# How to deal with PDF figures

I can insert JPEG figures in publications, but when it comes the time to include PDF figures (I prefer them for graphics because of its vectorial nature) I cannot scale them properly.

I am using width=0.5\textwidth because I have two-column text format, but I guess there should be a more elegant method to adjust.

I also don't find any help for \includegraphics inside figure environment commands, like

\begin{figure}[h]
\includegraphics{image.pdf}
\end{figure}


Any link or help on this topic would be nice.

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You can use width=\columnwidth rather, since .5\textwidth is not exactly the same as the width of the column. Also, you should avoid using the file extension (like .pdf). graphicx defines a sequence of extensions it uses in preference order (see Choosing whether to include PDF or PNG in PDFLaTeX). – Werner Jul 13 '12 at 18:31
Thanks! I tried to not use .pdf, but it couldn't find the image. I will have a look to graphicx. – Jav_Rock Jul 13 '12 at 18:53
Another possibility is that the .pdf figures you are using might have some bad metadata. Try identify -verbose myfig.pdf and check if the image size is correct. – Paulo Cereda Jul 13 '12 at 18:55

Use either \linewidth or \columnwidth. You can also use \centering before the \includegraphics if the image size is smaller than \linewidth.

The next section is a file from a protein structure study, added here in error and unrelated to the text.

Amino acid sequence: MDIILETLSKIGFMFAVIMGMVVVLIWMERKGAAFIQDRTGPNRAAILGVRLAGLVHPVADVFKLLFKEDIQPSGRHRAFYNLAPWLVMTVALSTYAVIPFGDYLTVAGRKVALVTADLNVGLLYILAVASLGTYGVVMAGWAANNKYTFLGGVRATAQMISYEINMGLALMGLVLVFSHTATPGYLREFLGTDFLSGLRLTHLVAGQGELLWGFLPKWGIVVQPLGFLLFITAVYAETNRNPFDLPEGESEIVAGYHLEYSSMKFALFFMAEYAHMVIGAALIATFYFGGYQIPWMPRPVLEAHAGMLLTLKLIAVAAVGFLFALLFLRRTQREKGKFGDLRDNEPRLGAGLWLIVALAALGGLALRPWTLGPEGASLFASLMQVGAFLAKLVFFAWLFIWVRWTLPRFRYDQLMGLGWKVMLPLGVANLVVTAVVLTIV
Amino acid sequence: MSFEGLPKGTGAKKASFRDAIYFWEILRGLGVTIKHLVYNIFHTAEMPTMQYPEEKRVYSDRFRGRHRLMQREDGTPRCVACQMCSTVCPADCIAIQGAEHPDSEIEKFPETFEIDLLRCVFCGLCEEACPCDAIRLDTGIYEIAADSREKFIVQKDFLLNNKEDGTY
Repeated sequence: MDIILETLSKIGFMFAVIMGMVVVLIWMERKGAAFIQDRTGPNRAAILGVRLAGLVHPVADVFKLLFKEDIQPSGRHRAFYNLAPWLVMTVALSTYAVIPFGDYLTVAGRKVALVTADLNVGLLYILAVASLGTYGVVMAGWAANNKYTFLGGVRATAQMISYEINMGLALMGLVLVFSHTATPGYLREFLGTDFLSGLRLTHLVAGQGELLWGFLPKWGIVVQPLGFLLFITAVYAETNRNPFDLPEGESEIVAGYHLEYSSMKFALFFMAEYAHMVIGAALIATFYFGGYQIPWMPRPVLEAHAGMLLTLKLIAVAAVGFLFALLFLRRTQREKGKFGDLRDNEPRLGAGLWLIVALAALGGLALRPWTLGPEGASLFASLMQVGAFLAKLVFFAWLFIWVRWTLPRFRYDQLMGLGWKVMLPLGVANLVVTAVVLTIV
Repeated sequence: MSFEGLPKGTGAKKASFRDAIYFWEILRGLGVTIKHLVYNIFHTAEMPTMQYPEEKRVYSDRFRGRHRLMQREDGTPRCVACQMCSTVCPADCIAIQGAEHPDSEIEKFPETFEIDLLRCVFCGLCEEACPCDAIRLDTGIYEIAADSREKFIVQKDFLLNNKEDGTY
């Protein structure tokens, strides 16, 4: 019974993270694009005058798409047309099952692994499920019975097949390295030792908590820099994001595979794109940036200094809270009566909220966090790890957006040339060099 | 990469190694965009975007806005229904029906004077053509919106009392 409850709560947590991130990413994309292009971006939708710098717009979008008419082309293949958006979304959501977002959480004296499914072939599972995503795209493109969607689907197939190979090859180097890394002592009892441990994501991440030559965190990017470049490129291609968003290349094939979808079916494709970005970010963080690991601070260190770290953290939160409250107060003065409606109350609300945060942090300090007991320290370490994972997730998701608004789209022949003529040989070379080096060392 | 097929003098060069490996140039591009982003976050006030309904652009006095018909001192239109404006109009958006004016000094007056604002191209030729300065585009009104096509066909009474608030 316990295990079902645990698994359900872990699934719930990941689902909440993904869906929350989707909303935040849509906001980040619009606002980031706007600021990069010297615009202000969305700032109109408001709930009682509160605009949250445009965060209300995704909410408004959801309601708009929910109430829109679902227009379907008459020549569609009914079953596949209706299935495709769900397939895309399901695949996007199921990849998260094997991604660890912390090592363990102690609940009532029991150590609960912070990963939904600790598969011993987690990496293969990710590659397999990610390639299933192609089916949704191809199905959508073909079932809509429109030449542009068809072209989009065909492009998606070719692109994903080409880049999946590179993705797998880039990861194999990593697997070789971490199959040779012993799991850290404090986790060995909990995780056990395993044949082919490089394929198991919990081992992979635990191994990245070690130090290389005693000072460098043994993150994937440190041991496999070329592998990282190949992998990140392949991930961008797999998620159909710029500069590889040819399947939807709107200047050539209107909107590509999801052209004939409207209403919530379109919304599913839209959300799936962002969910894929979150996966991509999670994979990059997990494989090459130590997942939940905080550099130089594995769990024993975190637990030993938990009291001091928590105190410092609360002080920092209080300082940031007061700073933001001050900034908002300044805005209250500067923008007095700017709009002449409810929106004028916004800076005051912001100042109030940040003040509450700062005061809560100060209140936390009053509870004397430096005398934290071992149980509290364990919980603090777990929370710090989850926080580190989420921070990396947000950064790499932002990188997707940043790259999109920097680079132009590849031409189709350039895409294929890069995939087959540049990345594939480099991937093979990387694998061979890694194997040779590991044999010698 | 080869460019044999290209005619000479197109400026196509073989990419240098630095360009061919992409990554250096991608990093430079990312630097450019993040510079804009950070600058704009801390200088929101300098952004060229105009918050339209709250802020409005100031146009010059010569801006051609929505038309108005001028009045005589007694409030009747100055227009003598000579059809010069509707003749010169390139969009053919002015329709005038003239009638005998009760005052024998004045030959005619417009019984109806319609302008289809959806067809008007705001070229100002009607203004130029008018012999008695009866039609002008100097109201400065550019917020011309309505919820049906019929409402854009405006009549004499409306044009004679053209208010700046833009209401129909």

\documentclass[twocolumn,a6paper]{article}

\usepackage{graphicx}
\usepackage{lipsum}

\begin{document}
\section{Higgs Boson}
\lipsum[1]
\begin{figure}
\includegraphics[width=\columnwidth]{example-image-a}
\caption{Image A}
\label{fig:imagea}
\end{figure}

\lipsum[1-2]
\begin{figure}
\includegraphics[width=\linewidth]{example-image-b}
\caption{Image B}
\label{fig:imageb}
\end{figure}

\lipsum[3-5]
\end{document}


## Edit 3

We usually ignore the file extension for the sake of simplicity (we can change compiler easily later).

If you use pdflatex then the compiler will search for JPG, PNG, or PDF. If you use latex then the compiler will search for EPS. For xelatex, it will search for JPG, PNG, PDF, and EPS.

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Perfect answer. Thanks. Is there a good tutorial or doc webpage where I can dig on this topic? I am writing paper and I want to manage graphics without losing much time. – Jav_Rock Jul 13 '12 at 18:56
@Jav_Rock: I think the theory above is sufficient unless you need more fancy image layout. – kiss my armpit Jul 13 '12 at 19:11
@Jav_Rock I like the inclusion of graphics in latex guide at ctan mirror.ctan.org/info/epslatex/english/epslatex.pdf Its the best and crisp on graphics magic – texenthusiast Oct 24 '12 at 22:23